English learners who complete language-acquisition courses—whether through an English-as-a-second-language program or bilingual education—within three years go on to have much more academic success than their peers who remain in such courses for five or more years.
A new study from researchers at the Washington-based Migration Policy Institute and Vanderbilt University in Nashville came to that conclusion after examining student data from Texas. The data set tracks all students from 1st grade through high school graduation and beyond.
The authors examined three key groups of students. One was the “on-time” cohort—those students who entered first grade in 1995 and advanced to 12th grade without ever failing a grade. That group was broken down into two subgroups: those who were ever classifed as ELLs and those who were not. A second group of “all students” included those who were identified each year as being in the same grade as the on-time cohort. These students could have transferred from another state, failed the previous grade, or entered the Texas system for the first time in later grades. This group was also broken down into those who were ever classifed as ELLs and those who were not. The third study group consisted of students identified as ELLs, but whose parents opted for them to participate in English-only courses.
So-called “quick-exiter” English learners who attended Texas public schools for all 12 grades produced the strongest results among all ELL groups for meeting the state’s basic math- and reading-proficiency standards. It’s not surprising that the scholars found that long-term ELLs—those who’ve been in ELL programs for five or more years—were far behind in every grade level.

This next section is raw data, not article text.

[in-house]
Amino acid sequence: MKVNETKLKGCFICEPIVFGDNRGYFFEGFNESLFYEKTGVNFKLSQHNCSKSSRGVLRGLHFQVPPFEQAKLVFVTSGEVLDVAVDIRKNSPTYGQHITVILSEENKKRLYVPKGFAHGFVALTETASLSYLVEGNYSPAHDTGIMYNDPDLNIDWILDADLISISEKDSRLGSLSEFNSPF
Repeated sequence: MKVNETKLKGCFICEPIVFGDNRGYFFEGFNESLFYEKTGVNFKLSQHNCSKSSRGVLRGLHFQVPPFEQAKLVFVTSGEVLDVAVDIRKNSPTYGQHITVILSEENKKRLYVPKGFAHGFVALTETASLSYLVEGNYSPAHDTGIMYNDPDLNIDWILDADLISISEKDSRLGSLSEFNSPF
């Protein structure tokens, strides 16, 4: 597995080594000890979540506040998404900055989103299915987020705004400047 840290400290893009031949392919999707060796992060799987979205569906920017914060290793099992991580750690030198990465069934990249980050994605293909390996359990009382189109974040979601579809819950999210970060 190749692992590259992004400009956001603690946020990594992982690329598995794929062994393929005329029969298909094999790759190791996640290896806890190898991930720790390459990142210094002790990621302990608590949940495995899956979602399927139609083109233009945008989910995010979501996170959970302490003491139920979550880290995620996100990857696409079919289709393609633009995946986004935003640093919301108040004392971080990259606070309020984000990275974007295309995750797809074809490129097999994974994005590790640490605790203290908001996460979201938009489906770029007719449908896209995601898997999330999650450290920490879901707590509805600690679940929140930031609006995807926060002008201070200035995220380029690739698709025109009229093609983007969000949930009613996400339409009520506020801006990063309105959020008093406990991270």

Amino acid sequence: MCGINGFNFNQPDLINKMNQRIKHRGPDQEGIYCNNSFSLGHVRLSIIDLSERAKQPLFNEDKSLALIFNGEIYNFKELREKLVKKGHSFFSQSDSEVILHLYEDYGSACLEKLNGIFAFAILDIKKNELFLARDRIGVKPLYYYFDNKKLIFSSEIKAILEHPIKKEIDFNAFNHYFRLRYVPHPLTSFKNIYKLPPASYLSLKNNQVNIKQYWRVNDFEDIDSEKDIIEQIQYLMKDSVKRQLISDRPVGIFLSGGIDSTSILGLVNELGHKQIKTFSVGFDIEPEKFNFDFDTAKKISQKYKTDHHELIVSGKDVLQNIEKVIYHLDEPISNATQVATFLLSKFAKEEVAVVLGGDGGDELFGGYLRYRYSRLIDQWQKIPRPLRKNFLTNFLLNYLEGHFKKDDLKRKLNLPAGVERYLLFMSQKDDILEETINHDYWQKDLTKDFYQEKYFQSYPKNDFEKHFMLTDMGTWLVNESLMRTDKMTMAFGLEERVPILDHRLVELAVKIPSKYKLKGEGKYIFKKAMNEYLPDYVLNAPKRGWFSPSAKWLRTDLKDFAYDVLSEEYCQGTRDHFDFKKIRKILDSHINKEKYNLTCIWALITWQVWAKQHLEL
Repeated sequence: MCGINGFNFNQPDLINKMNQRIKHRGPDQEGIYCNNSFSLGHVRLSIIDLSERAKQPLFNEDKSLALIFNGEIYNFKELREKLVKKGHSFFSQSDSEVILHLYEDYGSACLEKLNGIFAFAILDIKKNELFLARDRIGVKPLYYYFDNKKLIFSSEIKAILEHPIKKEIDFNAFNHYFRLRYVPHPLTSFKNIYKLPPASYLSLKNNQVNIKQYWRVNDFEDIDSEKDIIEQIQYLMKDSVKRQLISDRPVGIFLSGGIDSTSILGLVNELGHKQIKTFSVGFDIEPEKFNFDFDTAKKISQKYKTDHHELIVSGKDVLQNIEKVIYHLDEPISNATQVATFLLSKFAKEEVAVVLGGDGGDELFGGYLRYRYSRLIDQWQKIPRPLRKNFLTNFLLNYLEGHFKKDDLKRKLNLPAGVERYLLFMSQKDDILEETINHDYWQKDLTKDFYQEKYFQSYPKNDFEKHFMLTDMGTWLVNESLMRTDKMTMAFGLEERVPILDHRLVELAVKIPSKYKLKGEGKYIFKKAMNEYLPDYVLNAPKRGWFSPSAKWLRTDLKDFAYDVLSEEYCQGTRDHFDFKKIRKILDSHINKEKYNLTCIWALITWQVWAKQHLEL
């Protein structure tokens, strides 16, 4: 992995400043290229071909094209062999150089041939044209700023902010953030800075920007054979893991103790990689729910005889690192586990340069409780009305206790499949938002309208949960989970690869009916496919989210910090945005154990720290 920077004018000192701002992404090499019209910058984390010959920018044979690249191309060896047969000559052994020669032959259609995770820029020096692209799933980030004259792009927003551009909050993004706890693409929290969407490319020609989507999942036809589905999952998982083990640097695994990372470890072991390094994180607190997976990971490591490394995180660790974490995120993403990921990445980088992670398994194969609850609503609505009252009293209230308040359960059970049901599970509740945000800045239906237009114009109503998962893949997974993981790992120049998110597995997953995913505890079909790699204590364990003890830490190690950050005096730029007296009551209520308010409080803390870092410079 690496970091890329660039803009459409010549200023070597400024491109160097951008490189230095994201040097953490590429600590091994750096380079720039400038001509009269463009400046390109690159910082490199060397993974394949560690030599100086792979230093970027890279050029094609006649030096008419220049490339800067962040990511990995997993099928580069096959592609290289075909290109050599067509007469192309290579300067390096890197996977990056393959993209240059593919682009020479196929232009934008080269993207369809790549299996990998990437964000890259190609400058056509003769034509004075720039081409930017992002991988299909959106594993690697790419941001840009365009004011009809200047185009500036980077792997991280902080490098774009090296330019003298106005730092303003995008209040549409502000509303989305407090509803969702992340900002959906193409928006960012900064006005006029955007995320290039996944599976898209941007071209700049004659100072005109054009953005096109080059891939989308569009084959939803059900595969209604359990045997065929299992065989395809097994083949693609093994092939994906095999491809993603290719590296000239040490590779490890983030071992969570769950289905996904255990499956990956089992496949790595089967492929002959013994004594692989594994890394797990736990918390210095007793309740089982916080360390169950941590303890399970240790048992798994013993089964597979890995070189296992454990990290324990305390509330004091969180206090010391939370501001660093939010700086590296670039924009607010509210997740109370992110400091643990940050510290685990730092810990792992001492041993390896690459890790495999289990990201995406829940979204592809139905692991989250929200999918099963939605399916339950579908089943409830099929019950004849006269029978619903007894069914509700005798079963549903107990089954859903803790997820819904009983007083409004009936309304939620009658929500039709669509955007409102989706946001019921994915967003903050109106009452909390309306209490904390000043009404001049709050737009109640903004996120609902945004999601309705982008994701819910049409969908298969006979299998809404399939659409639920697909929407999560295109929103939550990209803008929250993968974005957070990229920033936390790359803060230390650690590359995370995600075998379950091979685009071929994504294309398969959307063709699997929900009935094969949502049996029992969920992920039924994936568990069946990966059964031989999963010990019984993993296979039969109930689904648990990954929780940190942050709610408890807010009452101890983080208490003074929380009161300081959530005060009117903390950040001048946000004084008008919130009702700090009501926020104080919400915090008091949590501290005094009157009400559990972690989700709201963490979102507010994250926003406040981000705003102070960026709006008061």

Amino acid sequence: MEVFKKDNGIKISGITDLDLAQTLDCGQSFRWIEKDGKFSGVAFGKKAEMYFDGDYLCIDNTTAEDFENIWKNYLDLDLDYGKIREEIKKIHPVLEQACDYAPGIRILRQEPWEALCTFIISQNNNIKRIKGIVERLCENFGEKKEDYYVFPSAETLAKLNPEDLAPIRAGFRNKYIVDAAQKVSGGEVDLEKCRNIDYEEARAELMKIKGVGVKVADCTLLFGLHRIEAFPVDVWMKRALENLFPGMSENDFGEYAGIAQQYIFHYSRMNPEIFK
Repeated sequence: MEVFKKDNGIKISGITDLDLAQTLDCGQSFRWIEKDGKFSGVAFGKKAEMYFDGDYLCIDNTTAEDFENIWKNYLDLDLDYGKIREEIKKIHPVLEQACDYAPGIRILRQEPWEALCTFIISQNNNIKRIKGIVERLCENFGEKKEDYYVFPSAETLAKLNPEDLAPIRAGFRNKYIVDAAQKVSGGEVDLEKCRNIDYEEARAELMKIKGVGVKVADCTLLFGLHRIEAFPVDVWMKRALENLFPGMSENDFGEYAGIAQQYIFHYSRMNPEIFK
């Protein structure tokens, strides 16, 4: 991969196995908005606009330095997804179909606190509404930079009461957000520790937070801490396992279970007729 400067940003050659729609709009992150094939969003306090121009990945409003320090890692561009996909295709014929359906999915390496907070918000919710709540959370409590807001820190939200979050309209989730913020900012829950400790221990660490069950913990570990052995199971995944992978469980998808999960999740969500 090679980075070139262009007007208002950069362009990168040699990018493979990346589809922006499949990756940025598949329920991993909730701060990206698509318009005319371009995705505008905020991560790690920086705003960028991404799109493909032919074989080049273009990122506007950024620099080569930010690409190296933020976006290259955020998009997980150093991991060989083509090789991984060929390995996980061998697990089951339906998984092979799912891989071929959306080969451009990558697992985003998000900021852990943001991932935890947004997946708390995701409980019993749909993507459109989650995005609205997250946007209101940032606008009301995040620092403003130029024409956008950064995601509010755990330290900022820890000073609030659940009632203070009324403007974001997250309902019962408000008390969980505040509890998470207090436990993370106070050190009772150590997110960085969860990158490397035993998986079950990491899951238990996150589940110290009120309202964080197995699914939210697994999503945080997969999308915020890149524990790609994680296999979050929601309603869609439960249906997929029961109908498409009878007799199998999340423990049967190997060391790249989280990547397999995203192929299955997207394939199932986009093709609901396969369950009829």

We know anecdotally and from research that English learners who do not achieve enough language proficiency within a few years usually languish academically and are among the most likely students to drop out of school.
But it’s rare to find states or local school districts with policies that specifically address the unique needs of long-term ELLs. Californians Together, an advocacy group in California, is pushing policymakers in that state to do just that because as many as 25 percent of English learners there are long-term ELLs.
It’s also the case that most of these students are U.S.-born and often don’t seem to be English learners because they speak relatively well and without accents. What they lack, in most cases, is the more demanding academic language and literacy that’s required to be reclassified as fluent.
There’s much, much more in this study to chew on as well. For example, the authors found that Hispanic ELLs who opt out of ESL or bilingual education programs in favor of English-only courses may be disadvantaged when it comes to enrolling in college. They also found that black students who were ever ELLs (known as “ever-ELLs”) are more likely to graduate from high school than their native English-speaking black peers.
A version of this news article first appeared in the Learning the Language blog.